The Impact On Children of Incarcerated Parents Ft. Tre Maison Dasan: A Story of Boyhood Marked by the Criminal Justice System

The Impact On Children of Incarcerated Parents Ft. Tre Maison Dasan: A Story of Boyhood Marked by the Criminal Justice System

Read the full feature on San Quentin News here.

An audience of fathers at San Quentin State Prison cried as they watched the screening of a film that showed the impact on children when their parents go to prison.

“I almost broke down three times,” San Quentin News staffer Dejon Joy said.

“My boys are tattooed on my hand; I’ve been in the visiting room with my sons and on the other side of GTL (Global Tel Link, the prison collect-call phone system company). I feel like you were telling my life. The film was perfect.”

The movie is called Tre Maison Dasan: A Story of Boyhood Marked by the Criminal Justice System. It is told completely from the perspective of three kids from Rhode Island—Tre Janson, 13, Maison Teixeira, 11, and Dasan Lopes, 6.

“As adults, we don’t listen to kids a lot.” Denali Tiller, director of the film, said. “We think we know what they need. I haven’t seen a lot of kids allowed to have their own truths. It became important to me to make a film directly from their perspective, meeting them where they are and allowing them the space that they need.”

The director used her resources and the help of producer Rebecca Stern to make the film possible.

“It’s not my place to be a helper or to be a savior; it’s just that I had the resources,” Tiller said. “This is their film; this is really them…I just used my White privilege to support the kids as best as possible.”

Each boy had a different dynamic.

Janson’s anger and resentment over his father’s incarceration are shown through his outburst and weed smoking. Teixeira, who has Asperger’s Syndrome, is sweet and self-aware. Lopes, the youngest of the bunch, is naïve, believing his mother was at school and his father was in a place he calls Trinidad.

“Trinidad is a place where dads live that can’t find a place to live,” Lopes said in the film.

The documentary showed the kids’ daily lives, such as answering the phone when their parents call collect and seeing their parents on prison visiting days. Also, the film displayed the pain of finding out that their mother or father, whom they looked up to, was guilty of committing a violent crime.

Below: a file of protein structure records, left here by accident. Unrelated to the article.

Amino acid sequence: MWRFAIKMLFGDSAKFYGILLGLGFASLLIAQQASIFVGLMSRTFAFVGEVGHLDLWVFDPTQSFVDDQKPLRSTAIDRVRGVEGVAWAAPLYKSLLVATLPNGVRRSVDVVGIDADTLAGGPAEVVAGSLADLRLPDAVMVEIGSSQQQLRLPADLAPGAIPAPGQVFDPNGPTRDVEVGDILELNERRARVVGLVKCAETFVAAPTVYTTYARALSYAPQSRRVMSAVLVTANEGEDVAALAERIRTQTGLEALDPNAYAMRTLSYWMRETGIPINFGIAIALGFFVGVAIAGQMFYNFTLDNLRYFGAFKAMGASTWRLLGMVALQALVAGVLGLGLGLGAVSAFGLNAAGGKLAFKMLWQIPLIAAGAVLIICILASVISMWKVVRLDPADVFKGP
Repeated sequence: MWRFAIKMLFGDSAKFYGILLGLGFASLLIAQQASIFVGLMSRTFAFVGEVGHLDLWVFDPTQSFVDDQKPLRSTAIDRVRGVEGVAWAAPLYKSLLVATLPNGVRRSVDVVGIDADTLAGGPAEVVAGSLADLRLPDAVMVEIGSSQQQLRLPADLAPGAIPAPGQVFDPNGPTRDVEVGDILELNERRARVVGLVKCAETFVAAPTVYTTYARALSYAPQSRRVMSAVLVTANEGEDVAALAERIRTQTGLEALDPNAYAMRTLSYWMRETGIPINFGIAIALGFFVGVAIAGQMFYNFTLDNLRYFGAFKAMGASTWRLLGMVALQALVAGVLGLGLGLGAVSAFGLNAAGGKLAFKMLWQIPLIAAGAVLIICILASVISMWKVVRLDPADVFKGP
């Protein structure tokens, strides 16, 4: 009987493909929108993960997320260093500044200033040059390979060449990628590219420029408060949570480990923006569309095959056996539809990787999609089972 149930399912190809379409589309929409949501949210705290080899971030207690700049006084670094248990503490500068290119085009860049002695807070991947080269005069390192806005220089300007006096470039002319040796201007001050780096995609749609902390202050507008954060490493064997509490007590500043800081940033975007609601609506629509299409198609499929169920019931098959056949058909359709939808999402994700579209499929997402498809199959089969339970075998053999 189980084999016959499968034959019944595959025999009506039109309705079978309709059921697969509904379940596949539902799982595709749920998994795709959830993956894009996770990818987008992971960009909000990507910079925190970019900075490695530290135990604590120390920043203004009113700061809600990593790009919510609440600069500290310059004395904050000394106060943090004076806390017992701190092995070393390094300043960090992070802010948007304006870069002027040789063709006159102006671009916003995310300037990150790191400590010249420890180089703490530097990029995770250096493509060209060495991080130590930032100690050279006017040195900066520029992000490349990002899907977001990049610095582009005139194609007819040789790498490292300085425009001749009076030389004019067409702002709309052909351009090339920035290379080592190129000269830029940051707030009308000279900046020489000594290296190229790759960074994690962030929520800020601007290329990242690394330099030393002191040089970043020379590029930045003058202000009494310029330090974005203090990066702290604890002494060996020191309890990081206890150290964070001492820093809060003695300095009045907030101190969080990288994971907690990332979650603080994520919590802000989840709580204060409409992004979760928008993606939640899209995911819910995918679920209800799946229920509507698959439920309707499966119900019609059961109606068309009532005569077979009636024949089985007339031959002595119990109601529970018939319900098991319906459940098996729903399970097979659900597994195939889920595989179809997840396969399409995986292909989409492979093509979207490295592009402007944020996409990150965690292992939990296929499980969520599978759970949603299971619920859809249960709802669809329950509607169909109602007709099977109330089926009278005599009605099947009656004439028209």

“I have two grown sons, and I saw in the film what I thought might have been the pain and suffering that might have happened in my sons’ lives because of the decision I made that caused me to come to prison,” said Dwight Krizman, 63, who is serving a life sentence.

The film also revealed that kids love their parents in spite of the crimes they committed.

Tiller hopes the film will help children impacted by incarceration get the resources they need. Her strategy is to take the film on a tour of communities of children, incarcerated parents, schools, prosecutors and judges.

“One in 14 kids is impacted by having a parent in prison,” Tiller said. “That’s at least one kid in every classroom, and teachers don’t even know it’s an issue that affects students in their classroom. I want to help stakeholders in their lives have access to resources to help the kids.”

The film’s website,, links people to resources like Joyce Dixson-Haskett’s curriculum that helps kids through the grief and trauma of having a parent in prison. It’s called Levels of Responses to Traumatic Events (LORTE).

According to Tiller, Dixson-Haskett was trafficked, and she shot and killed her perp. Sentenced to natural life, she got out after 17 years.

When Dixson-Haskett went to prison her kids were 6 and 8—they were 23 and 25 when she came home. Her work became providing and building support systems for children with incarcerated parents.

Tiller, now 25, heard that Dixson-Haskett created the curriculum.

Tiller, then a film student at the Rhode Island School of Design, sought out Dixson-Haskett, who paroled in 1994. Intrigued, Tiller started going to visiting days for children and parents at a prison in Rhode Island.

As she got involved with the kids, she became attached.

“They have become part of my life,” Tiller said. “Through them, I saw a world that I was not exposed to, that was invisible to my privilege of being White.”

The movie started as a trailer and school project and developed into a full documentary with the help of crowd funding sources like Kickstarter.

While working at Picture Motion, Stern saw the trailer on Kickstarter and was blown away. She donated $75.

“We raised $20,000,” Tiller said. “I started the feature film when I graduated.”

Later down the line, Stern reached out to Tiller and ended up becoming the producer. Stern’s prior background includes being a production coordinator on Cartel Land and co-producer on Netizens as well as the The Bomb on Netflix.

“Tre Maison Dasan is the first film where I was the main producer,” Stern said. “I wanted to make something that was important to me.”

Neither Tiller nor Stern planned to visit San Quentin on April 12. They came to the Bay Area to show the film at the San Francisco International Film Festival.

When Dr. Hollander, who oversees mental health care at San Quentin, saw the film, she called Public Information Officer Lt. Sam Robinson. With only 48 hours’ notice, Lt. Robinson arranged for Tre Maison Dasan to be screened in the chapel.

“I saw the film and thought it would be pretty impactful,” Dr. Hollander said.

With flyers announcing the showing of the film taped to the wall at the last minute, turnout to see the film was low—about 10 people. However, Tiller plans to come back to San Quentin and show the film again. Also, she plans to have it played on the San Quentin institutional channel.

“It’s a must-see for everyone in prison, especially those who have children,” Krizman said.

—Rahsaan Thomas